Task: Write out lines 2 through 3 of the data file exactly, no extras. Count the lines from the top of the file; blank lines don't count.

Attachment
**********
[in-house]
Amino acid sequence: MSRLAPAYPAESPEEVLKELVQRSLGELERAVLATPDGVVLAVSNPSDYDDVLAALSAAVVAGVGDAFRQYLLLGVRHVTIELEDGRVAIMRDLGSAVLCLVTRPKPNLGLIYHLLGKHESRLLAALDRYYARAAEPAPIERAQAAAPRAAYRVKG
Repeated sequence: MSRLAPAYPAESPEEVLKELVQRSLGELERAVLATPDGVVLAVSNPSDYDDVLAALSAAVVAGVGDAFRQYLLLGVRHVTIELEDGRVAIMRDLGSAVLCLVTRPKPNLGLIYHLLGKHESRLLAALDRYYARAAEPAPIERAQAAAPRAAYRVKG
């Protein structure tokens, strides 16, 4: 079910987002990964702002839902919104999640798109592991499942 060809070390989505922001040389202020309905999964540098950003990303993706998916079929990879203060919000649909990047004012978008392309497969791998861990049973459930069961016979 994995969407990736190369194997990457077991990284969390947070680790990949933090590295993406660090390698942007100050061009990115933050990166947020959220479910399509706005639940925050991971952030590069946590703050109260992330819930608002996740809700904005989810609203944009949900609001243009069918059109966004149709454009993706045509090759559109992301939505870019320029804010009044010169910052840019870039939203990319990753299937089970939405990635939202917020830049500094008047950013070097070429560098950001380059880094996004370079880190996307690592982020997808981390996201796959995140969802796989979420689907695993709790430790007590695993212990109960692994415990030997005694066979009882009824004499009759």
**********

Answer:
Amino acid sequence: MSRLAPAYPAESPEEVLKELVQRSLGELERAVLATPDGVVLAVSNPSDYDDVLAALSAAVVAGVGDAFRQYLLLGVRHVTIELEDGRVAIMRDLGSAVLCLVTRPKPNLGLIYHLLGKHESRLLAALDRYYARAAEPAPIERAQAAAPRAAYRVKG
Repeated sequence: MSRLAPAYPAESPEEVLKELVQRSLGELERAVLATPDGVVLAVSNPSDYDDVLAALSAAVVAGVGDAFRQYLLLGVRHVTIELEDGRVAIMRDLGSAVLCLVTRPKPNLGLIYHLLGKHESRLLAALDRYYARAAEPAPIERAQAAAPRAAYRVKG